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Creator / Rod Serling

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"Some liars go to prison. Others write for
television shows."

"People talk about science fiction being very 'far out,' very wild. I don't think it's any of these things. Everything you see in the way of space travel, space concepts, scientific advancement, medical discoveries — it was already predicted by some good science fiction not 25 years ago."
Rod Serling, 1963 radio interview

Submitted for your approval: an ordinary man, just like any other gifted young American student prior to the outbreak of the war. This man enlists to serve his country, but as a paratrooper, he sees things no man was meant to see.

This man is Rodman Edward Serling (December 25, 1924 – June 28, 1975).

Returning home after his service, he is put through college on the GI Bill and becomes a well-known TV scriptwriter. But late at night, in his dreams, the war revisits him. As his visions become ever stranger, ever more disturbing, they drive him to create, and thrust himself into... The Twilight Zone.

Created and narrated:

Also created:

  • The Loner (short-lived Western series, 1965–66)

Also narrated:

Also hosted:

  • The 1969 version of the Game Show Liars Club

Writing credits include:

Supplied the page quote on:

Tropes associated with Rod Serling include:

  • Alan Smithee: Serling wrote the pilot for The New People (which he did not create) under the name "John Phillips" because he objected to how the finished product turned out.
  • Ambiguously Jewish: While he was never particularly religious and converted to Unitarianism when he married, Serling kept and respected various Jewish traditions and felt a special connection to his works that involved Jews or the Holocaust.
  • Anti-Hero: His heroes tended to have personal flaws.
  • Author Tract: His anti-war and liberal political views often influenced his work.
  • Downer Ending/Bittersweet Ending: His protagonists survive less often than they die in many of his stories.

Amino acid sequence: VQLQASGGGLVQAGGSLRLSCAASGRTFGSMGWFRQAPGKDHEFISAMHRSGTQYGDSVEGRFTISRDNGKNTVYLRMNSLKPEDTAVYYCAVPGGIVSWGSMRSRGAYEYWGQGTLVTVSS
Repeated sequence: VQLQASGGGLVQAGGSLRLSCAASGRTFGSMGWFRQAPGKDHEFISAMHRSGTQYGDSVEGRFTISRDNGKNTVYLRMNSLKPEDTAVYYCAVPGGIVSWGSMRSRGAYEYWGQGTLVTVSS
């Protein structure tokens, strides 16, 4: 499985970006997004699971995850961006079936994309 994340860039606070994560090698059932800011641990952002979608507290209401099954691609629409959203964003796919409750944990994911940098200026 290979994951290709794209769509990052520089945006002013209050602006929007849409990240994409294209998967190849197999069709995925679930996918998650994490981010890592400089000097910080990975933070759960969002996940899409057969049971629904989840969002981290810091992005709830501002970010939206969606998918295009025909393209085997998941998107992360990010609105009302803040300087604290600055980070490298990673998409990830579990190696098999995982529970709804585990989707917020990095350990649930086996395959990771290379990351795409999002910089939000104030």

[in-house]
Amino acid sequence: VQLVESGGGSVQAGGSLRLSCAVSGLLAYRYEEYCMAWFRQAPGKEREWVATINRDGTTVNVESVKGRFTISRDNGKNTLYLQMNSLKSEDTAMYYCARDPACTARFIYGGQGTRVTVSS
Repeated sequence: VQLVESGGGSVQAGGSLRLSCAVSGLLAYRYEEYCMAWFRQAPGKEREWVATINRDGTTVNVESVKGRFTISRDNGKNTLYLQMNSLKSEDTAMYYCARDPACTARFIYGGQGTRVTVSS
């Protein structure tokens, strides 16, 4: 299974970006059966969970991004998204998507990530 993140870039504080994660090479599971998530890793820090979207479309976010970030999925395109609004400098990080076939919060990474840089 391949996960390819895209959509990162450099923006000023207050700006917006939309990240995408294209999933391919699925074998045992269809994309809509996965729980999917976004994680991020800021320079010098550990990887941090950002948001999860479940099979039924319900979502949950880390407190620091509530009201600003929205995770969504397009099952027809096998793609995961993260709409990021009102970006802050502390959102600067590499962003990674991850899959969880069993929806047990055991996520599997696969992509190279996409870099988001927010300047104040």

• invokedFair for Its Day/Values Resonance: Many of his views come across as this today.
  • Nightmare Fuel Station Attendant: Practically embodies this trope, since he introduces and closes on every episode of The Twilight Zone (1959) and Night Gallery.
  • Posthumous Character: Gold Key Comics began publishing a comic book based upon The Twilight Zone in the early 1960s. Not only did the comic book outlive the original TV series by many years, it outlived Serling himself, too, continuing to publish into the early 1980s - with the comic book version of Serling continuing to introduce each story.
  • '70s Hair: The transition from the 1960s Twilight Zone into the 1970s Night Gallery saw Serling grow his hair out and adopt sideburns.
  • Shell-Shocked Veteran: His service during World War Two led to him having nightmares, which in turn led to his creating The Twilight Zone.
  • Villain Protagonist: Often used when he needed unsympathetic characters. Two episodes of The Twilight Zone even had a Nazi for a protagonist.
  • Write What You Know: His script The Velvet Alley is considered to essentially be Serling writing about how his life had changed after going to Hollywood.

They say life is but a whisper, leaving just as quickly as it arrives. This man was killed not by machines of humanity, nor by acts of nature, nor by seeking seclusion within the recesses and infinities of his mind...but by a faulty heart, which removed him from the coil of mortality while men of medicine tried valiantly to keep him from that fate.

Since the twenty-eighth day of June in the year nineteen hundred and seventy-five, this man has led a new life inside the world he created. He takes pride in those who tell new tales, and by request will walk into the spotlight to give an appropriate spiel at each beginning and end.

Rodman Edward Serling, a man who cannot leave his own little world yet takes this fact as comfort, living out a pleasant The Twilight Zone.